(Released Mar 2009)
In July of 1967, Detroit and Newark were bathed in fire and blood. Anguished and hurt, people in poor and minority communities in these cities had had enough of crippling policies foisted on them by the ruling political establishment. They stood up and screamed for change.
In the collective melees, 66 died, 1,914 were injured and around 8,500 people were arrested.
It was an uprising against police brutality. It was an uprising against poverty. And it was an uprising against urban renewal and the government’s abuse of eminent domain.
Meant to acquire land for public projects, eminent domain was used as a sledgehammer against blacks rather than a scalpel on behalf of the community. Neighborhoods were torn asunder so others didn’t have to see “slums.”
Back then, this sort of urban renewal was derisively called “negro removal.” Today, it could be repeated by the “Pickens Plan.”
You’ve probably seen T. Boone Pickens on television. He’s the Texas billionaire promising to reduce our dependence on foreign oil by building windmills. He pleads with us to take his word for it that his plan will work and that we should hurry to build wind turbines across middle America.
But the devil is always in the details, and acting without caution risks repeating the injustices that sparked the 1967 riots.
The Pickens Plan calls for wind farms in places such as Texas and the Dakotas, with power supplied to cities through a massive new network of power lines. Pickens wistfully compares this proposed power grid to the interstate highway system.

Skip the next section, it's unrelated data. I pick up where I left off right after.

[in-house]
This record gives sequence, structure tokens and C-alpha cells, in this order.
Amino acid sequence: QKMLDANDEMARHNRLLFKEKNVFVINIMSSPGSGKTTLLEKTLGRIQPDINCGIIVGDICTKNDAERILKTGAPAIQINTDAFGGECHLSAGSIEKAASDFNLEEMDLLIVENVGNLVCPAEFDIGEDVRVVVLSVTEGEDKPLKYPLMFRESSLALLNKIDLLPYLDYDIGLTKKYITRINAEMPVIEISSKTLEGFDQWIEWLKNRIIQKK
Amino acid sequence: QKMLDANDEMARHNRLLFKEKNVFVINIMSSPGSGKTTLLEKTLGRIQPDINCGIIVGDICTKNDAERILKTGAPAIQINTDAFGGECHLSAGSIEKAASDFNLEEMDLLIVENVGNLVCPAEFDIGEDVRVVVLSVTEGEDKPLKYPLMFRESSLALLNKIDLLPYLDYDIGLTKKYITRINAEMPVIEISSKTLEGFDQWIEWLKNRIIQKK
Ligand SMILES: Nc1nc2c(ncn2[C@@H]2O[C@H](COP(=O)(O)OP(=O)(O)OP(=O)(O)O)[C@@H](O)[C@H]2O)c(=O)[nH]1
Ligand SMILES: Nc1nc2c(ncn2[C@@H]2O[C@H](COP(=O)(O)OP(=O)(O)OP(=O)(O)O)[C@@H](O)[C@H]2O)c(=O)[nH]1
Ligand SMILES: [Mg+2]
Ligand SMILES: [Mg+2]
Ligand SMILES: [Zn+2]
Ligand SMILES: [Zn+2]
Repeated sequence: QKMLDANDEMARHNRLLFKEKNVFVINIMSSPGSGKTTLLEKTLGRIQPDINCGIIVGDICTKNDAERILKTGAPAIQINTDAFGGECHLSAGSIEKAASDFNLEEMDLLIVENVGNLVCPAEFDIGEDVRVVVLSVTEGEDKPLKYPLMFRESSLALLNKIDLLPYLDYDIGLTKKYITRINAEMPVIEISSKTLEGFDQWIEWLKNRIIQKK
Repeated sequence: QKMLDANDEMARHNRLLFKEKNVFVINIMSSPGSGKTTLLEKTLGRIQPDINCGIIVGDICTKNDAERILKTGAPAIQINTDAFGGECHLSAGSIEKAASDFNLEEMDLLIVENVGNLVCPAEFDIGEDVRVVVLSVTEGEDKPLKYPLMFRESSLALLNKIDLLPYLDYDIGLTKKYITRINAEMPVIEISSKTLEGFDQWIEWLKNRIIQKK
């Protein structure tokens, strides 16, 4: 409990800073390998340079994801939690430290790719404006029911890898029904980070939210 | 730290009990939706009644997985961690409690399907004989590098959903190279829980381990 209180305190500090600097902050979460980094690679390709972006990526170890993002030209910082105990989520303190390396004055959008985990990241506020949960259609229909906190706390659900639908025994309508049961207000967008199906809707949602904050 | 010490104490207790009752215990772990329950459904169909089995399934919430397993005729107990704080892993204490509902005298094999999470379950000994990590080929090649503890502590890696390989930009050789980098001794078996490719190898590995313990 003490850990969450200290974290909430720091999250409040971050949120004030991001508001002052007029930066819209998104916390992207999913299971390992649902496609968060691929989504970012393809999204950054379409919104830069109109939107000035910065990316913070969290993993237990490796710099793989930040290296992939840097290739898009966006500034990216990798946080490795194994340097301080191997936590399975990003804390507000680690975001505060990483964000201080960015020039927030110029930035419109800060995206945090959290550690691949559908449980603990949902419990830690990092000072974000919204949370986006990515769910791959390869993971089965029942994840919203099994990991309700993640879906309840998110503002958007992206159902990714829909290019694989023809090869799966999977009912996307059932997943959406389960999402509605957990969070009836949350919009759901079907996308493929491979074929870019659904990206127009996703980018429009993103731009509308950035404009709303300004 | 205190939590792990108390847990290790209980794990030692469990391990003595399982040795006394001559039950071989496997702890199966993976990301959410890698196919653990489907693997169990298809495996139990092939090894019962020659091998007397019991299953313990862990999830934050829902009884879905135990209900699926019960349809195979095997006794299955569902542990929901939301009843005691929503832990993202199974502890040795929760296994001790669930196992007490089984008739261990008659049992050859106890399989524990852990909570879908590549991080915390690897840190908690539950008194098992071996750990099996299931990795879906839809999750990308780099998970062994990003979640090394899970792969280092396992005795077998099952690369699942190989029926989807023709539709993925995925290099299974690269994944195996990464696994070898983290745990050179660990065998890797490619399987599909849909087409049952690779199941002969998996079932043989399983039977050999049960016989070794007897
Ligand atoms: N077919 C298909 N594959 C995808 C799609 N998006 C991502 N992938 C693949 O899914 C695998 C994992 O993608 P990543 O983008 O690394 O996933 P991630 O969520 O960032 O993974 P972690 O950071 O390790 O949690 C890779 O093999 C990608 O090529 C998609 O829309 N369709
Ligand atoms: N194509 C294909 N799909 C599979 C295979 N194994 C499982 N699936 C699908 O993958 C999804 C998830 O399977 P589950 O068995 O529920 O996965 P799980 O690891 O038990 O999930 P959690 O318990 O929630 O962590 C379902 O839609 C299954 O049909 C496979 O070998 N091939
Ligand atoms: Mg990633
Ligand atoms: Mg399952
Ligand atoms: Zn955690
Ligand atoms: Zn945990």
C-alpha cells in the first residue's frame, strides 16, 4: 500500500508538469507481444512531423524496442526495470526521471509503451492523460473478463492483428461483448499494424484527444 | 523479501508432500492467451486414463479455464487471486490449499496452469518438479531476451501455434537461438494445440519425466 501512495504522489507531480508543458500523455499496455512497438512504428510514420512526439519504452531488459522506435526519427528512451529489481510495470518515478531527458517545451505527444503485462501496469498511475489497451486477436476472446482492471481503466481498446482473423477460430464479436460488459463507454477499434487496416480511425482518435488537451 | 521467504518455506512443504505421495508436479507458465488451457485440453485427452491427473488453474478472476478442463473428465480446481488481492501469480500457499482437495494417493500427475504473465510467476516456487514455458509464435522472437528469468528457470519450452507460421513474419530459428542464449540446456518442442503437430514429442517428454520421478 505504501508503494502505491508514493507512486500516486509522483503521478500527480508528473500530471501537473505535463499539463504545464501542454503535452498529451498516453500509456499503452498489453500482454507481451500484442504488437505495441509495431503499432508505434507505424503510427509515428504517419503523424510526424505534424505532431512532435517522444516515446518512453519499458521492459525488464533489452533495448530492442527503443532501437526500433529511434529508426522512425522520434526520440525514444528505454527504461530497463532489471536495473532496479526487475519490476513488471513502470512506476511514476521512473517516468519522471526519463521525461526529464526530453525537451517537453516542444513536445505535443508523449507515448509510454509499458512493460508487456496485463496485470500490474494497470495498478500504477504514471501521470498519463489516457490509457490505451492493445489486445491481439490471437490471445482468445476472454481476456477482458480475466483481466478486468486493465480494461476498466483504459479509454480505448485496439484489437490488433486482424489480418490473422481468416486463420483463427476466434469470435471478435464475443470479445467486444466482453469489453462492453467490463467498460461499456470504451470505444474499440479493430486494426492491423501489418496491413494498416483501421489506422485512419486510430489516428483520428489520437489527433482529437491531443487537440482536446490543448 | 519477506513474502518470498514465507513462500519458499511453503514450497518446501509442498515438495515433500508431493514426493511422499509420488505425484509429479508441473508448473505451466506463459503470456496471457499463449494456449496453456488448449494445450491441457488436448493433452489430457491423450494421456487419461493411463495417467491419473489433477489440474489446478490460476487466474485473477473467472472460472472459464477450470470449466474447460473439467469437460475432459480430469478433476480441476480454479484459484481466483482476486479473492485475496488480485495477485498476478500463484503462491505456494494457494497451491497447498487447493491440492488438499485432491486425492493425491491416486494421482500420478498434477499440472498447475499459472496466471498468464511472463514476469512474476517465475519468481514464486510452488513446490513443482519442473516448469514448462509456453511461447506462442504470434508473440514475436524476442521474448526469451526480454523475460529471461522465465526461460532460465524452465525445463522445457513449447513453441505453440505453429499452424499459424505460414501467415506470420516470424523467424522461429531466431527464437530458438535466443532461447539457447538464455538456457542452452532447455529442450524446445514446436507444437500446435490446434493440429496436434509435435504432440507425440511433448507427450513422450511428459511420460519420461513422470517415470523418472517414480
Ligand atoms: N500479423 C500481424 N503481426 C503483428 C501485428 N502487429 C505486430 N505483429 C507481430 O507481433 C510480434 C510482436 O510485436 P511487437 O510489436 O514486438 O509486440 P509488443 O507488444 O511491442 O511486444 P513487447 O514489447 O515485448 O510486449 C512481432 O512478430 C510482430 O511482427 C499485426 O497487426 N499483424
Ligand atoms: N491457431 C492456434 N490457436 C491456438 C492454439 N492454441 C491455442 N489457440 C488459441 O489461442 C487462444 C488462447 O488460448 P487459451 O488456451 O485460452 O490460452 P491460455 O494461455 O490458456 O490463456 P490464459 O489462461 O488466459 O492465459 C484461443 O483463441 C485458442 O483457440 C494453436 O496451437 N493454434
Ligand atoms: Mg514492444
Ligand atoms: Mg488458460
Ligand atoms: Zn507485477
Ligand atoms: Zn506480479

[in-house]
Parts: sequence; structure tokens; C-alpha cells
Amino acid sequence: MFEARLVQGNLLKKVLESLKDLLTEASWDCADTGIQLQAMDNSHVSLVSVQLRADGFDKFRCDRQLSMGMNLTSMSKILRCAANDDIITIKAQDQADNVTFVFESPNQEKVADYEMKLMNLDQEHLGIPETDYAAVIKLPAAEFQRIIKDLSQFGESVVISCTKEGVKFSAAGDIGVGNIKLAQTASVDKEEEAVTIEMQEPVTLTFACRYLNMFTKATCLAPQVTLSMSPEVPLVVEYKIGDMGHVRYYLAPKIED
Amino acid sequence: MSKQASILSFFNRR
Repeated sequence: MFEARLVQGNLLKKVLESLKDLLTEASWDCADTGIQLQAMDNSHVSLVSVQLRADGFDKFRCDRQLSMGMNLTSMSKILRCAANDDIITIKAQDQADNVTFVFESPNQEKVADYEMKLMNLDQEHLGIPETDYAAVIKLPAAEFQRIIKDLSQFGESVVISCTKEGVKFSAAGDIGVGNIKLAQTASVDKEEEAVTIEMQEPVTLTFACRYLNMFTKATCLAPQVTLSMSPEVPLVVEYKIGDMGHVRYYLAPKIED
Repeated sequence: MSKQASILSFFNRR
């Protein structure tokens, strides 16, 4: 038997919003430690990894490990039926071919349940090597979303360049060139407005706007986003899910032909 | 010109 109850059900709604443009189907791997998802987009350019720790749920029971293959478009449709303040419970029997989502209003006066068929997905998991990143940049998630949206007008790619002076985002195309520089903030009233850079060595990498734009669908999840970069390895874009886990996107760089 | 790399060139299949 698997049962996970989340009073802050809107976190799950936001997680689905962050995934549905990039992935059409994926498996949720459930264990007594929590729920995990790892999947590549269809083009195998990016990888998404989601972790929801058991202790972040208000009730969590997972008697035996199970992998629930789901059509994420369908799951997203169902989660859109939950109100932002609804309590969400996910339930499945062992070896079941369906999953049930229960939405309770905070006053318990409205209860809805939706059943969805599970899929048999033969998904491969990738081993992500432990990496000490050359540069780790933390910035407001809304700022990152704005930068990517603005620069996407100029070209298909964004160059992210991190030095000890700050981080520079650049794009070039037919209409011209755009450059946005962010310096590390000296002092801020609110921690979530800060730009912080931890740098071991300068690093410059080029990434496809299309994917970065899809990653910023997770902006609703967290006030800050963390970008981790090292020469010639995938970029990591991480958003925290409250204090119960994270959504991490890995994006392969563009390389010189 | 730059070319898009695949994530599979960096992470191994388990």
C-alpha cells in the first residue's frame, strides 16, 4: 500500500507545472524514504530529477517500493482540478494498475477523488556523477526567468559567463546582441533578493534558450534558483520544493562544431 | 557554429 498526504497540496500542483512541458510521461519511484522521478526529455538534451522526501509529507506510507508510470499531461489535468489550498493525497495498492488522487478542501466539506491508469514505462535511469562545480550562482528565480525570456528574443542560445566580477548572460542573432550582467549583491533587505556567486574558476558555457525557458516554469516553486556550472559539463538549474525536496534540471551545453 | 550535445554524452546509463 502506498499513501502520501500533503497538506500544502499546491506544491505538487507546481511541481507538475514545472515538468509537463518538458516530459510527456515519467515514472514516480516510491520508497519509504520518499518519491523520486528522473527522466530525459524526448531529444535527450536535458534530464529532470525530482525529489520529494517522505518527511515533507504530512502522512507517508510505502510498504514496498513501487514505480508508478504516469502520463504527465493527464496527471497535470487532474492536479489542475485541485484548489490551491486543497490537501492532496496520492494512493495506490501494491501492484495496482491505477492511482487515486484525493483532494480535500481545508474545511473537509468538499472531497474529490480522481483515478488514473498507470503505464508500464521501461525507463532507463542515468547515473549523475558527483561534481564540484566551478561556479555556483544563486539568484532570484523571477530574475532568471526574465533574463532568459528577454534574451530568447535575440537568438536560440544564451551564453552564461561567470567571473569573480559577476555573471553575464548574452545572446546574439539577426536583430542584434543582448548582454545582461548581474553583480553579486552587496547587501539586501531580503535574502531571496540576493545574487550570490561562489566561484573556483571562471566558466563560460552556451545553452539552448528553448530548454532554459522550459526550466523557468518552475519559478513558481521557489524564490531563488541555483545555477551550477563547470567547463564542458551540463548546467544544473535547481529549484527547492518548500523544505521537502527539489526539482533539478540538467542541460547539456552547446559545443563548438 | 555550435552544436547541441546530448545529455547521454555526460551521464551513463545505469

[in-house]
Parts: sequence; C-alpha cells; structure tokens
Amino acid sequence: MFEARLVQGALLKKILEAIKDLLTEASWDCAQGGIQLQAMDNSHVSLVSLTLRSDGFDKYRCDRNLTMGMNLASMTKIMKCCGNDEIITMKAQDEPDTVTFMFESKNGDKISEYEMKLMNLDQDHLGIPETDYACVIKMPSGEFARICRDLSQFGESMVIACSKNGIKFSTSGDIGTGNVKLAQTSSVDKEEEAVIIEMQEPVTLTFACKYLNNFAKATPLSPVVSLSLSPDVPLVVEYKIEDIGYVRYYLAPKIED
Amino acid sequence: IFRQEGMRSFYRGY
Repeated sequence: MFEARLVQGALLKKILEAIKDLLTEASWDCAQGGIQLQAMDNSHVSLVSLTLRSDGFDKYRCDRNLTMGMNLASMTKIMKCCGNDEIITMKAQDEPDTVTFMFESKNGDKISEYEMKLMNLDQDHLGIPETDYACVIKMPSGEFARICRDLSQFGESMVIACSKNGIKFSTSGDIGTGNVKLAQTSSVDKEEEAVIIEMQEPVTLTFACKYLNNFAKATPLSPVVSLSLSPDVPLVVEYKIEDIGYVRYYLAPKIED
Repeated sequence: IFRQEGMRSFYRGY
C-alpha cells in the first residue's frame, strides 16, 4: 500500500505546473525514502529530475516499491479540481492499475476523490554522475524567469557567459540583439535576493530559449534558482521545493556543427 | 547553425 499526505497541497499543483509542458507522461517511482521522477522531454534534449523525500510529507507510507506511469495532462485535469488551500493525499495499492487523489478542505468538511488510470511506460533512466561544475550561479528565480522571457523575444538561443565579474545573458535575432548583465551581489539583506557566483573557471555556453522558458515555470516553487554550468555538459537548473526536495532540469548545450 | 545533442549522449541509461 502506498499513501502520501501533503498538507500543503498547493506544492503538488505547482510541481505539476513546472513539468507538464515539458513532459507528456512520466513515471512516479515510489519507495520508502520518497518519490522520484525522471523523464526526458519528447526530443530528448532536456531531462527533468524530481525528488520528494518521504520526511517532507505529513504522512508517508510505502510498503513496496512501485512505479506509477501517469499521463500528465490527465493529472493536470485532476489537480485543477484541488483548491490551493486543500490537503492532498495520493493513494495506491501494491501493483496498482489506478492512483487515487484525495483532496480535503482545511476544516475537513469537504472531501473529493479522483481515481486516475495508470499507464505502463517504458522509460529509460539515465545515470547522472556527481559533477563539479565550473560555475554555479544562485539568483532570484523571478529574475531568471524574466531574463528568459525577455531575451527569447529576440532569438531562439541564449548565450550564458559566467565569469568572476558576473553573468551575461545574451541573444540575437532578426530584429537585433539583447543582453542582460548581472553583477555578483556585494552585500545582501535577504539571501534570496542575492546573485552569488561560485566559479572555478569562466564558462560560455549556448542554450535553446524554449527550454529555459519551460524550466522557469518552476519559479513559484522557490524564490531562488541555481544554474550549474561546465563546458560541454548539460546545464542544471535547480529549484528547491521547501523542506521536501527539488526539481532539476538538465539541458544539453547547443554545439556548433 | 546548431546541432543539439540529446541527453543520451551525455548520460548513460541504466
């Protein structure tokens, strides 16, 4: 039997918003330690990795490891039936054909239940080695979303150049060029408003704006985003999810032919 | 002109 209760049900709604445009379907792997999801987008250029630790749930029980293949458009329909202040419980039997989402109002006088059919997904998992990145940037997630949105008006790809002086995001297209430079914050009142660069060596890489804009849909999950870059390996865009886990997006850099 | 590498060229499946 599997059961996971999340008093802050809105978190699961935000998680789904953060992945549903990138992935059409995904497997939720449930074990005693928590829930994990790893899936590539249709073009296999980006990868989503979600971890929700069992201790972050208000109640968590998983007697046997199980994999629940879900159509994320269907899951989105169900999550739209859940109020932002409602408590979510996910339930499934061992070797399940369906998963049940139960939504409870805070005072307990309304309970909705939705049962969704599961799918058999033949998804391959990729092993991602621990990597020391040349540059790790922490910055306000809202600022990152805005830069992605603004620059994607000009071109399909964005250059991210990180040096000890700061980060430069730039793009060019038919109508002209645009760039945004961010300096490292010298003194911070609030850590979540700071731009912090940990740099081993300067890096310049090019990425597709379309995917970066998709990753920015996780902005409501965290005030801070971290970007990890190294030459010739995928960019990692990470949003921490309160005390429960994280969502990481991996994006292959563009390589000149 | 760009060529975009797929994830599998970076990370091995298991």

That’s the problem.
When the 46,000-mile interstate highway system was built to move the privileged between cities and to their new homes in the suburbs, planners paid little mind to the property rights of those living in the way of their idea of progress.
Historian Raymond A. Mohl noted that roadbuilding in the early 1960s dislocated 33,000 people a year. By 1969, that number was up to 200,000 annually.
Some saw these new roads as a tool to pave over black communities already in decline. In Detroit, it was Paradise Valley – also known as “Black Bottom.” In Newark, it was the Central Ward.
New power lines for the Pickens Plan would run 12,650 miles. Where will those lines run? More than likely through communities that have the least political power to oppose them.
Washington, D.C.’s poor Anacostia neighborhood certainly won’t to get the preferential treatment that residents of Middleburg, Virginia did. A newly-announced power line near there was designed to go around Civil War battlefields and the estates of horse country’s rich and famous.
Pickens will also likely profit from his plan, despite his downplaying it, thanks to our tax dollars. Wind energy projects benefit from a federal subsidy known as the Production Tax Credit (PTC).
Pickens’ Mesa Power company once hoped to spend $10 billion dollars on a 2,700-turbine wind farm in Texas. According to a report by the National Center for Public Policy Research, “Pickens’ firm stands to receive between $1.66 billion and about $3 billion in PTC payments alone over ten years, a significant portion of its original investment.”
When oil prices fell, however, so did interest in the Pickens Plan. Mesa Power is now scaling back its wind farm proposal.
But Pickens seems to have the ear of President Obama. In his February congressional address, Obama promoted wind power over the fossil fuels currently accounting for the overwhelming percentage of America’s energy production. This would give new and unnatural life to the Pickens Plan.
It will be a true test of Obama’s administration as to whether it will look out for and protect the property rights of people in the communities that supported and prayed for him, or if he will risk more of the racial strife he says he wants to overcome to help big business interests.
If Obama sides with Pickens, he won’t be delivering the kind of change that people voted for.